The formation of lake districts has also persisted during the pandemic. Ever since the original lake management law was passed in 1974, folks on Beaver Dam Lake in the southeast part of Wisconsin have debated whether a district would help them restore and manage the 6,700 acre lake and its watershed. In order to form the district, they needed to gather signatures representing 50% of the property owners in the proposed area that would be included in its jurisdiction. The primary power of a lake district in Wisconsin is to levy taxes in order to raise the funds needed for lake care, so people signing the petition are essentially agreeing to raise their own taxes in order to benefit the lake. The petition process at Beaver Dam Lake entailed convincing more than 500 people to sign on to this concept. They crossed that threshold just before the pandemic hit, and in March 2020 the Jefferson County Board formalized the creation of the Beaver Dam Lake District.
The new lake district is now on a more stable financial footing to collaborate with two similar entities in Dodge County, the Fox Lake Inland Lake Protection & Rehabilitation District and the Lake Sinissippi Improvement District. The shoreland property owners on these three lakes are providing important support, including funding, for the Dodge County Healthy Soil Healthy Water Alliance. This group seeks to find common ground between the 8,000 riparian landowners and 2,000 farmers and producers in the county. These efforts have also included cost-sharing for cover crops and promotion of the Wisconsin Healthy Lakes and Rivers Program to shoreland owners, an effort to protect water quality and habitat in the riparian zone.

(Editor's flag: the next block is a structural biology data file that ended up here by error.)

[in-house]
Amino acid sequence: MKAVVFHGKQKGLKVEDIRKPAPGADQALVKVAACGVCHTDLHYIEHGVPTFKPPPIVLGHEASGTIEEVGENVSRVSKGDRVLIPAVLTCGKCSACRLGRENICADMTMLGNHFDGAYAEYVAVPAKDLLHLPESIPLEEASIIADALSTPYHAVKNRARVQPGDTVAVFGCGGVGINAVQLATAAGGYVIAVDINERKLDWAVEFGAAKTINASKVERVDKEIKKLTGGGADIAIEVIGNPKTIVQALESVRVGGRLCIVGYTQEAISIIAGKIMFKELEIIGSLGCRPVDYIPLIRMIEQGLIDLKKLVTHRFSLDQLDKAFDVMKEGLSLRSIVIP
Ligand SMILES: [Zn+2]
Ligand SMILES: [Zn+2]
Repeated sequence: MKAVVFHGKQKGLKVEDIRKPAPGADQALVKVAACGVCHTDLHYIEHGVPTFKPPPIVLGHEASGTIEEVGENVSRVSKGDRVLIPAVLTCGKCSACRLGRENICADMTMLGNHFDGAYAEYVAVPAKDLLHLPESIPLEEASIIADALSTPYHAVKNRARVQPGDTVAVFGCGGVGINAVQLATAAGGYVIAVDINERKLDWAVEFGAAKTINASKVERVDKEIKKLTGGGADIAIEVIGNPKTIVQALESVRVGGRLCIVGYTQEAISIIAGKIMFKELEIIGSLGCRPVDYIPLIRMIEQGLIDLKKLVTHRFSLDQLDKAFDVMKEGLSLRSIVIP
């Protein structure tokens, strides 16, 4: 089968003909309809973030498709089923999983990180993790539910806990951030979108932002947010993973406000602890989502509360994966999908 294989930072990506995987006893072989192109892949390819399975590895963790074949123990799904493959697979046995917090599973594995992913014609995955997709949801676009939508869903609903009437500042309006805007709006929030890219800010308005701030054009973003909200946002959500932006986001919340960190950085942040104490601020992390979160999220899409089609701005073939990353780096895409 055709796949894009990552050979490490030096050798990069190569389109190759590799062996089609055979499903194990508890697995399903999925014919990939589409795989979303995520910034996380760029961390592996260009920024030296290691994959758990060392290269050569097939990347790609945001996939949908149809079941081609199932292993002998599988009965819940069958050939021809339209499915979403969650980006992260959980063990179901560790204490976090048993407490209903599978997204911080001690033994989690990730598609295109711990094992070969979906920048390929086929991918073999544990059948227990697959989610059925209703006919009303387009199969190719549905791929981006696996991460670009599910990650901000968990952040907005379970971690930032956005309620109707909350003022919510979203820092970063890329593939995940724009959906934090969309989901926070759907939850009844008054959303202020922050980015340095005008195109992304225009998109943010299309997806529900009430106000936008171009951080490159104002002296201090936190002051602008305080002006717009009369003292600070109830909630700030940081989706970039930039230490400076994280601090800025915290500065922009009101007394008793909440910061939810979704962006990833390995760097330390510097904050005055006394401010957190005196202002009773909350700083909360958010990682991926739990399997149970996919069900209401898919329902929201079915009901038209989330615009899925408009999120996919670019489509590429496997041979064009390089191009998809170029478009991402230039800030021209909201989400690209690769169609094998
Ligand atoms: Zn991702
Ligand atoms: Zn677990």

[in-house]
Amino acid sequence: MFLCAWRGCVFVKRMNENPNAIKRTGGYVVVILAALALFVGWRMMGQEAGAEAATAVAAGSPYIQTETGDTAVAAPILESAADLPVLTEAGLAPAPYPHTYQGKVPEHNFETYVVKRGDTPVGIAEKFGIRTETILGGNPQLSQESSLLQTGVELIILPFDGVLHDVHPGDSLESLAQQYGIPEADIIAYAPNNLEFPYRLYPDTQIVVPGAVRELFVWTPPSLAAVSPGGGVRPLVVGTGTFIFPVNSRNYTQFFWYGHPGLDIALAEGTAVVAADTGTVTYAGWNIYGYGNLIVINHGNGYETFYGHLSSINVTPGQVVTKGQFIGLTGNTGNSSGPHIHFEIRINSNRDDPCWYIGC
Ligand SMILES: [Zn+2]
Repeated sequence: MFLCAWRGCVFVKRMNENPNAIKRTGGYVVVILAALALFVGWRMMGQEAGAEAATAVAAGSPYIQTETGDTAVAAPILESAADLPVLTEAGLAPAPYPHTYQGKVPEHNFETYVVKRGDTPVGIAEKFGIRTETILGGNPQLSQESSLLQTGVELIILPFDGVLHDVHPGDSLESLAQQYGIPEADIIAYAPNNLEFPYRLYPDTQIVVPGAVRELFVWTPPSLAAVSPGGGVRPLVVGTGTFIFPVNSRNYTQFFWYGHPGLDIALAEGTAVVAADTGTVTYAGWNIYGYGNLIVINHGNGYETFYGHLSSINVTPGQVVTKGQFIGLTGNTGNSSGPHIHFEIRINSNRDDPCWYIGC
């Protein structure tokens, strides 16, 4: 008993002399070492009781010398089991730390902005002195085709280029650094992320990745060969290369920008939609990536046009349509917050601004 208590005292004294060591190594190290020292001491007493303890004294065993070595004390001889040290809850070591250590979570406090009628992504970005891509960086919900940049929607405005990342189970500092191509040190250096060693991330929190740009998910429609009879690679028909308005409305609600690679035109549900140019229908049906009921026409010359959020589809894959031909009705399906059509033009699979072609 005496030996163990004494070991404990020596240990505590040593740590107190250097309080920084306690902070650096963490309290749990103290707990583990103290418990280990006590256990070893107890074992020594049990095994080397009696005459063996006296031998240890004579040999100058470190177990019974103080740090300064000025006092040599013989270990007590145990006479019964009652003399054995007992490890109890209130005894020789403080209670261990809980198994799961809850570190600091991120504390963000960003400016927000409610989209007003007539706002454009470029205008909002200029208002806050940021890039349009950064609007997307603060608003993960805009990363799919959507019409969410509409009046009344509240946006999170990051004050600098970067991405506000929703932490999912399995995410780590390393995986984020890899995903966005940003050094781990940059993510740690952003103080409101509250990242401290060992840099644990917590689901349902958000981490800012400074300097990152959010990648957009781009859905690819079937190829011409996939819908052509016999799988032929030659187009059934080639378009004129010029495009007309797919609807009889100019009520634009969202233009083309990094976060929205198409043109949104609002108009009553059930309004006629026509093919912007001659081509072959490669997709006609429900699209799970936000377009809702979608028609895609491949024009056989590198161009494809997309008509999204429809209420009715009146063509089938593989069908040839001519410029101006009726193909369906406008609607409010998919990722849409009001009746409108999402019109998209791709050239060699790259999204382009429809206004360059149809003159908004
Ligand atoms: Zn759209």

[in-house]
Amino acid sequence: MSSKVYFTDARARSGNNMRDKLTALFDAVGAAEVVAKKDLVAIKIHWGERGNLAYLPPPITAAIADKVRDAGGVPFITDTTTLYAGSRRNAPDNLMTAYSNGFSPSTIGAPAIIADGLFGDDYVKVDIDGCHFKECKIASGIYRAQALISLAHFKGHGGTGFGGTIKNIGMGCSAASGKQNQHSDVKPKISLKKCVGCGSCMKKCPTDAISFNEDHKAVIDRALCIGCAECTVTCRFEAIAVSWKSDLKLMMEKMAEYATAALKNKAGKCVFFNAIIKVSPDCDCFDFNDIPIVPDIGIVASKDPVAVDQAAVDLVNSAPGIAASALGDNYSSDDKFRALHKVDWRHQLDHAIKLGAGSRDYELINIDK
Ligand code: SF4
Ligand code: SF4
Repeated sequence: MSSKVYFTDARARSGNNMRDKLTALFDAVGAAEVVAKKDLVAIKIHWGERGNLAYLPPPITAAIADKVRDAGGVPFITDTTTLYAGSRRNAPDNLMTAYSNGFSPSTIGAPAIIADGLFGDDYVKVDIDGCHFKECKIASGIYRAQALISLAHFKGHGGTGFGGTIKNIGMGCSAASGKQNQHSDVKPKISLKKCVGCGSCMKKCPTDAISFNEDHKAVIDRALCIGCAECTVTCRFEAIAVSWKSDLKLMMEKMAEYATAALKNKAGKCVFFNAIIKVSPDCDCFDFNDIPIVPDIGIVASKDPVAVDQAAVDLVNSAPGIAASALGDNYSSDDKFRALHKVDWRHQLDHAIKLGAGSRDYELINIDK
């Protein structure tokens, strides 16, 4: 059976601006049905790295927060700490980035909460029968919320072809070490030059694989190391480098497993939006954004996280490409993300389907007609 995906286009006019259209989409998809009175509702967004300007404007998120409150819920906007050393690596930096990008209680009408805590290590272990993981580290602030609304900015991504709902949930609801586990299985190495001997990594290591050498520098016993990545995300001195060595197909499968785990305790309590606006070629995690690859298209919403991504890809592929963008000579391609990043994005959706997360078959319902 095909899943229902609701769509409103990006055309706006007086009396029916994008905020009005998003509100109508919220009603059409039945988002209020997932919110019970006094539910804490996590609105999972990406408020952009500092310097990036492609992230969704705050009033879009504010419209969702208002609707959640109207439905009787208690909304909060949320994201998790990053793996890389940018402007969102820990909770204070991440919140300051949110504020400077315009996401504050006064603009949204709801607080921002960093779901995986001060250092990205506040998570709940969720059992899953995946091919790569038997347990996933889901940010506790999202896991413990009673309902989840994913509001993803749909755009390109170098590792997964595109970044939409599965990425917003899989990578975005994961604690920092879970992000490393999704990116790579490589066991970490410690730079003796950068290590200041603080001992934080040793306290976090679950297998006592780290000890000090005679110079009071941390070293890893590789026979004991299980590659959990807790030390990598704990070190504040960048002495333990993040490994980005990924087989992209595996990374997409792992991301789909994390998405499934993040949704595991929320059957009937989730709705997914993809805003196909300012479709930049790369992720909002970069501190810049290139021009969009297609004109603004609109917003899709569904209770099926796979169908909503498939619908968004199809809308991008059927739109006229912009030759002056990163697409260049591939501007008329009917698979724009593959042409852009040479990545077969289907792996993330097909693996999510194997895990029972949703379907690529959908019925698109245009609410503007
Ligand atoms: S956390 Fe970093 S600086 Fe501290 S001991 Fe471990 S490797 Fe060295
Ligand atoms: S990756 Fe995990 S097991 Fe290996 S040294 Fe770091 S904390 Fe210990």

Most lake districts and lake associations have moved their regular meetings to a virtual format with an unexpected benefit of allowing long-distance participation by seasonal residents. Extension Lakes has also found silver linings to moving everything online; most of the presentations made at the last two conventions were recorded and can be viewed anytime on YouTube. Eric’s team at Stevens Point has made the most of their online resources: “We now have a searchable database of many year’s worth of conference presentations including the videos from 2020 and 2021, and our entire Lake Tides newsletter catalogue is archived and searchable. Taken together, we have amassed a diverse educational library that’s freely available to anyone seeking to better understand lake and watershed management.”
Eric Olson, Director of Extension Lakes, UW-Madison Division of Extension
Eric Olson grew up in St. Cloud Minnesota and had formative canoeing and swimming experiences on the shores of Lake Sagatagan at St. John’s University. After working in urban forestry in the Twin Cities in the 1990s, he moved to Madison for graduate studies in urban and regional planning. He became involved with the UW Stevens Point College of Natural Resources (CNR) through a watershed planning project in northwestern Wisconsin and was subsequently hired by the CNR to teach land use planning and ecosystem management courses. For over 10 years he has been the director and lakes outreach specialist for Extension Lakes, a statewide public education effort based in the CNR.